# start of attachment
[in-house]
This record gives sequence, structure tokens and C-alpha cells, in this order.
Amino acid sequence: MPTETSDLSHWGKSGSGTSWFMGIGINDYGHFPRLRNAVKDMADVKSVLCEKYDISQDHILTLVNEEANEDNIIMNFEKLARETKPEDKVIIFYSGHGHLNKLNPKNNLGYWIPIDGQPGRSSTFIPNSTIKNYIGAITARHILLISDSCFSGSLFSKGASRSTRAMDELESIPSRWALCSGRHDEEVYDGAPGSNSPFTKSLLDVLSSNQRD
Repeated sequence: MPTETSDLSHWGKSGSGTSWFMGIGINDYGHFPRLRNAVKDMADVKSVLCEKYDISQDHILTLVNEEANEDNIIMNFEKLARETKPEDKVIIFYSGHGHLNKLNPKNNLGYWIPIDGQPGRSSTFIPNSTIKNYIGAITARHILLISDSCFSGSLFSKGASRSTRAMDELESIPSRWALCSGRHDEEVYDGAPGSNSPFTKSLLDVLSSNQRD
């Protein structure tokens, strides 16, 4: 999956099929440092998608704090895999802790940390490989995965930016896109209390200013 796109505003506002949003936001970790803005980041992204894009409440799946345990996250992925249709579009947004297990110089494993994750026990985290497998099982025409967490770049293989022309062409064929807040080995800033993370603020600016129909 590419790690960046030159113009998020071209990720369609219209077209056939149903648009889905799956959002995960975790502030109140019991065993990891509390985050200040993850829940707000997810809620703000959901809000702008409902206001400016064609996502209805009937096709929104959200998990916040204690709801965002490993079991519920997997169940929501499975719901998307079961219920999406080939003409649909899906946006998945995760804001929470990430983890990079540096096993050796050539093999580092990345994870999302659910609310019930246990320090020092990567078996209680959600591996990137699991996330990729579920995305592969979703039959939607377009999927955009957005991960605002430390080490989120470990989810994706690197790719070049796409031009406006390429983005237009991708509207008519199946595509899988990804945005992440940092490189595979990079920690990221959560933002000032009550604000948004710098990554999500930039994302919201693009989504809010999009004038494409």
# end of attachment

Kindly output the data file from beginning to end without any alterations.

[in-house]
This record gives sequence, structure tokens and C-alpha cells, in this order.
Amino acid sequence: MPTETSDLSHWGKSGSGTSWFMGIGINDYGHFPRLRNAVKDMADVKSVLCEKYDISQDHILTLVNEEANEDNIIMNFEKLARETKPEDKVIIFYSGHGHLNKLNPKNNLGYWIPIDGQPGRSSTFIPNSTIKNYIGAITARHILLISDSCFSGSLFSKGASRSTRAMDELESIPSRWALCSGRHDEEVYDGAPGSNSPFTKSLLDVLSSNQRD
Repeated sequence: MPTETSDLSHWGKSGSGTSWFMGIGINDYGHFPRLRNAVKDMADVKSVLCEKYDISQDHILTLVNEEANEDNIIMNFEKLARETKPEDKVIIFYSGHGHLNKLNPKNNLGYWIPIDGQPGRSSTFIPNSTIKNYIGAITARHILLISDSCFSGSLFSKGASRSTRAMDELESIPSRWALCSGRHDEEVYDGAPGSNSPFTKSLLDVLSSNQRD
């Protein structure tokens, strides 16, 4: 999956099929440092998608704090895999802790940390490989995965930016896109209390200013 796109505003506002949003936001970790803005980041992204894009409440799946345990996250992925249709579009947004297990110089494993994750026990985290497998099982025409967490770049293989022309062409064929807040080995800033993370603020600016129909 590419790690960046030159113009998020071209990720369609219209077209056939149903648009889905799956959002995960975790502030109140019991065993990891509390985050200040993850829940707000997810809620703000959901809000702008409902206001400016064609996502209805009937096709929104959200998990916040204690709801965002490993079991519920997997169940929501499975719901998307079961219920999406080939003409649909899906946006998945995760804001929470990430983890990079540096096993050796050539093999580092990345994870999302659910609310019930246990320090020092990567078996209680959600591996990137699991996330990729579920995305592969979703039959939607377009999927955009957005991960605002430390080490989120470990989810994706690197790719070049796409031009406006390429983005237009991708509207008519199946595509899988990804945005992440940092490189595979990079920690990221959560933002000032009550604000948004710098990554999500930039994302919201693009989504809010999009004038494409």